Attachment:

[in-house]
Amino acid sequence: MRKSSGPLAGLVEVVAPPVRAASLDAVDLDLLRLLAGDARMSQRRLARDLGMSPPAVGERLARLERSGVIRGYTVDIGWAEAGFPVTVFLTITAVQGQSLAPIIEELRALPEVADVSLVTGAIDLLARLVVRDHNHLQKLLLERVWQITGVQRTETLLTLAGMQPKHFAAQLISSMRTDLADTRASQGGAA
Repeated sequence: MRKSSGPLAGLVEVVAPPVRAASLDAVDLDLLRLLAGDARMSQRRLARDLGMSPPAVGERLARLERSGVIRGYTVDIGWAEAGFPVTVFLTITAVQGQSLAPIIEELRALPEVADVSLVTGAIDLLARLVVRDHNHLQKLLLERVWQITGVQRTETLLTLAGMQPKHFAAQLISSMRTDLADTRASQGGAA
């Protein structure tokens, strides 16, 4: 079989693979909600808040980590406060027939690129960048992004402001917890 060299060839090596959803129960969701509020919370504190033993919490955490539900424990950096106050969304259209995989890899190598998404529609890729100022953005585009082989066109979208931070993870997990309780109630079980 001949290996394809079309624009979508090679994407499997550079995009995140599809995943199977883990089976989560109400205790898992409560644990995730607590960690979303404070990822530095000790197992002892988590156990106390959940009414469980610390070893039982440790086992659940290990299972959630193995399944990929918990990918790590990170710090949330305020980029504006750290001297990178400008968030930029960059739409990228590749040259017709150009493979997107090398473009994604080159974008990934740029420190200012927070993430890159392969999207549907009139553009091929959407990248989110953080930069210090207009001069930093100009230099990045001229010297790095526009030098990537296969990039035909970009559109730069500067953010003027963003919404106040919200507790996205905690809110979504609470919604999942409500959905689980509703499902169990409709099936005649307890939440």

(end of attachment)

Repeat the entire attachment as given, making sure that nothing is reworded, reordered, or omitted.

[in-house]
Amino acid sequence: MRKSSGPLAGLVEVVAPPVRAASLDAVDLDLLRLLAGDARMSQRRLARDLGMSPPAVGERLARLERSGVIRGYTVDIGWAEAGFPVTVFLTITAVQGQSLAPIIEELRALPEVADVSLVTGAIDLLARLVVRDHNHLQKLLLERVWQITGVQRTETLLTLAGMQPKHFAAQLISSMRTDLADTRASQGGAA
Repeated sequence: MRKSSGPLAGLVEVVAPPVRAASLDAVDLDLLRLLAGDARMSQRRLARDLGMSPPAVGERLARLERSGVIRGYTVDIGWAEAGFPVTVFLTITAVQGQSLAPIIEELRALPEVADVSLVTGAIDLLARLVVRDHNHLQKLLLERVWQITGVQRTETLLTLAGMQPKHFAAQLISSMRTDLADTRASQGGAA
């Protein structure tokens, strides 16, 4: 079989693979909600808040980590406060027939690129960048992004402001917890 060299060839090596959803129960969701509020919370504190033993919490955490539900424990950096106050969304259209995989890899190598998404529609890729100022953005585009082989066109979208931070993870997990309780109630079980 001949290996394809079309624009979508090679994407499997550079995009995140599809995943199977883990089976989560109400205790898992409560644990995730607590960690979303404070990822530095000790197992002892988590156990106390959940009414469980610390070893039982440790086992659940290990299972959630193995399944990929918990990918790590990170710090949330305020980029504006750290001297990178400008968030930029960059739409990228590749040259017709150009493979997107090398473009994604080159974008990934740029420190200012927070993430890159392969999207549907009139553009091929959407990248989110953080930069210090207009001069930093100009230099990045001229010297790095526009030098990537296969990039035909970009559109730069500067953010003027963003919404106040919200507790996205905690809110979504609470919604999942409500959905689980509703499902169990409709099936005649307890939440």